do you want to start world war three? The one hot button China has is Taiwan. China considers Taiwan as still part of China. If it declares it's Independence China will invade. The U.S. would have to honor it's treaty and WW3 would be on. China will wait as long as Taiwan keeps the status quo. So while the reality might be that Taiwan is independent it just can't say so.

  • 1 decade ago

    Well, it has operated as an independent country as long as I've been alive, and that's a long time.

    I think the only reason they aren't recognized as independent has to do with political reasons. Right now, nobody wants to anger Mainland China.

    But I think, if you polled the people of America, probably 90% would say it was obvious that Taiwan is an independent country. Sometimes it takes a while for politics to catch up to reality.

  • Anonymous
    1 decade ago

    I do. So does the U.S., but not formally. There are diplomatic issues and trade, but when Taiwan needs help, our administrations threaten to move an aircraft carrier group into the region and China cools off a bit, even the President of Taiwan routinely gets snubbed.

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  • 1 decade ago

    Taiwan is not an independent country. The historical and legal background is as follows.

    Taiwan had been ceded to Japan in 1895. Following the 1895 Treaty of Shimonoseki, Japan exercised sovereignty over Taiwan and held title to its territory.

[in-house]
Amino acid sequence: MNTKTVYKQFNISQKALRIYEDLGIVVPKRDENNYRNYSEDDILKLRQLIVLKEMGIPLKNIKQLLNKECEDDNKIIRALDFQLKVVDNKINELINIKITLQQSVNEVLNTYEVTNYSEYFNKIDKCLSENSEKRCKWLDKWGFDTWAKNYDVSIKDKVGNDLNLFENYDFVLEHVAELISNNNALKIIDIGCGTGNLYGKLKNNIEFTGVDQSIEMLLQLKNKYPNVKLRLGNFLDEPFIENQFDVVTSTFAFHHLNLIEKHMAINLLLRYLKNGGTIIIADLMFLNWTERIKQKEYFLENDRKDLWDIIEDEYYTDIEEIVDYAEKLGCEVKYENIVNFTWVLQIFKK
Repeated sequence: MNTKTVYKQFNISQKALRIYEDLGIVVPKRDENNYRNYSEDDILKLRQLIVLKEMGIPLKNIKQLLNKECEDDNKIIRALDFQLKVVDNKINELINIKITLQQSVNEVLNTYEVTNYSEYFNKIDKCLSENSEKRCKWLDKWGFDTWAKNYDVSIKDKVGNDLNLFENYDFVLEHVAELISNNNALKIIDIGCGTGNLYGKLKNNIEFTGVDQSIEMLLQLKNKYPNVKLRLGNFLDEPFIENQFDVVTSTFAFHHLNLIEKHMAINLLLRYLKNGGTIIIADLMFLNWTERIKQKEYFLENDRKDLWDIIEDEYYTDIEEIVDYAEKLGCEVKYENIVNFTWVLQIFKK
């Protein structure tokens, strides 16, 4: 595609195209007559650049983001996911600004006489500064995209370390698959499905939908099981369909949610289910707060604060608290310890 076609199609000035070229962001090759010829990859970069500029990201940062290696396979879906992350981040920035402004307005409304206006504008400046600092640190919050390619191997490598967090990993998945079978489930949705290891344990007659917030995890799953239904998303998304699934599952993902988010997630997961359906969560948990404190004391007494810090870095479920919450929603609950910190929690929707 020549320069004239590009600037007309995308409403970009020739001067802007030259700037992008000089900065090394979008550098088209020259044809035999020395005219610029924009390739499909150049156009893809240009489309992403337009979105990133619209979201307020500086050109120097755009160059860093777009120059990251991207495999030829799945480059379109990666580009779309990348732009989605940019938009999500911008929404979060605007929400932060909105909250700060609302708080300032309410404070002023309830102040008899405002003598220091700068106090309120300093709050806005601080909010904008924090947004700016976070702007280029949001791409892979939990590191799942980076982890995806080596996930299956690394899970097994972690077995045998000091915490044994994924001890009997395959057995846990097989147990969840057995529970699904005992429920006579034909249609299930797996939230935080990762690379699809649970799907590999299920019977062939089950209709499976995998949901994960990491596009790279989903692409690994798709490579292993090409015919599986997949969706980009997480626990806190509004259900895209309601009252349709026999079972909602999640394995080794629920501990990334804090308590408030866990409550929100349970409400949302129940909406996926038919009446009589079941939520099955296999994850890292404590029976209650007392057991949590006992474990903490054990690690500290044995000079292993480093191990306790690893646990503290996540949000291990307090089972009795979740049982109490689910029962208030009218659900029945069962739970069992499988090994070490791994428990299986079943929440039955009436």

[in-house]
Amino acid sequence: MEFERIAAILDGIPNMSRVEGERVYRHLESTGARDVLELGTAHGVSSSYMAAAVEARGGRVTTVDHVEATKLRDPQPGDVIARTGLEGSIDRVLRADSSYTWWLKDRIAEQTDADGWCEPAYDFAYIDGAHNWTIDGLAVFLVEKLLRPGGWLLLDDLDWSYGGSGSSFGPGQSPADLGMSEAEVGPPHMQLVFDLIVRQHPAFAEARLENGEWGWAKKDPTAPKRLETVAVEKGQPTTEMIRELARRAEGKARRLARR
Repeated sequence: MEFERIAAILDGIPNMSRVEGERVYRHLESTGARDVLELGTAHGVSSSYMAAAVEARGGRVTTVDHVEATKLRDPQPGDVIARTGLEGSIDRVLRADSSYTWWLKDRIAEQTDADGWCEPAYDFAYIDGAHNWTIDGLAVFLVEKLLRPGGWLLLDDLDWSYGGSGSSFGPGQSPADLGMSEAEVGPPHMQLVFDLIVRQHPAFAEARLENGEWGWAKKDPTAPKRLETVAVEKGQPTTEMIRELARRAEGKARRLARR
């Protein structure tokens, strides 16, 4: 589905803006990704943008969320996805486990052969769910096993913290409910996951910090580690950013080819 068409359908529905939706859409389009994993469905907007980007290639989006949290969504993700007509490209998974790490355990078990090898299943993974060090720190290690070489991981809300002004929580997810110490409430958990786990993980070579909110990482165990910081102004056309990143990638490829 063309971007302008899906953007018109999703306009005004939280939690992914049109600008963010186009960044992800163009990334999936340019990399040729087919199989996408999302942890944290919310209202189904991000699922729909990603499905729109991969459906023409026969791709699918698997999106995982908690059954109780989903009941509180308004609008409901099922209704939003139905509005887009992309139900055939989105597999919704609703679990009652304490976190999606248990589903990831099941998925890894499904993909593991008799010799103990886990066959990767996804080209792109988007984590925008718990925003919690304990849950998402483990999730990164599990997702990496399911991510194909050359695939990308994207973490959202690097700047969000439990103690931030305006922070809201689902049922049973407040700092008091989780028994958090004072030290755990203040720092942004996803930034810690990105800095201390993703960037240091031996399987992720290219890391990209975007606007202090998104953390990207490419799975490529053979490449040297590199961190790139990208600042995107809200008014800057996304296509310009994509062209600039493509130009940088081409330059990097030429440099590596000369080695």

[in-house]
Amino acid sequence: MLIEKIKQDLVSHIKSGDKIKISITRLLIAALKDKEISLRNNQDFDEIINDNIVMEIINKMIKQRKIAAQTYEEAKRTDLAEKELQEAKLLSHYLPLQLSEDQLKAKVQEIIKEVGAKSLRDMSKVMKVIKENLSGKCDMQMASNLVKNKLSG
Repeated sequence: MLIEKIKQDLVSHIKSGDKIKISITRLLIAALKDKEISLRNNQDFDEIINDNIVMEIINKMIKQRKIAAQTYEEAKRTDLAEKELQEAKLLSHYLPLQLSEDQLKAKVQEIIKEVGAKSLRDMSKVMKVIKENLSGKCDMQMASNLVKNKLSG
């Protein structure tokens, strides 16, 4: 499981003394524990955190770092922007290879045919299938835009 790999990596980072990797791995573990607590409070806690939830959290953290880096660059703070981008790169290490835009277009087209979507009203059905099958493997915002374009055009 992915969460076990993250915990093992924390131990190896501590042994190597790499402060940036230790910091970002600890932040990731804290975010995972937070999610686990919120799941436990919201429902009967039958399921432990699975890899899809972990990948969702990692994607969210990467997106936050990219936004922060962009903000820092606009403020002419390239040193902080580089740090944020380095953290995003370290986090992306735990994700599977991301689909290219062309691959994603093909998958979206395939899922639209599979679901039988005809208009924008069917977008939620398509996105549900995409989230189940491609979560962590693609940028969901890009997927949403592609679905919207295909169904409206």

After Pearl Harbor, the US Congress declared war against Japan on Dec. 8, 1941. All military attacks against the four main Japanese islands and Japanese Taiwan were conducted by United States military forces, so it can be held that the United States is the "conqueror" of Japan and her overseas territories. In other words, the United States has "acquired" these areas under the principle of conquest, and the disposition thereof must be conducted according to the laws of war.

    General Order No. 1 was issued on Sept. 2, 1945. President Harry Truman approved this Order before its promulgation, the United States is the "conqueror" of Japan and her overseas territories, and General MacArthur is the head of the United States military forces. Hence the strongest presumption would be that United States is the principal occupying power. Importantly, Article 23 of the San Francisco Peace Treaty (SFPT) fully confirms this.

    Although the October 25, 1945, Japanese surrender ceremonies in Taiwan were ostensibly conducted on behalf of the Allies, the ensuing military occupation of Taiwan is being conducted on behalf of the "principal occupying power," which is the United States. Military occupation is conducted under military government. Under the SFPT, Republic of China (ROC) troops in Taiwan are considered a subordinate occupying power. This is "agency." Oct. 25, 1945 marks the beginning of the military occupation of Taiwan. USMG is the principal. The ROC troops are the agent.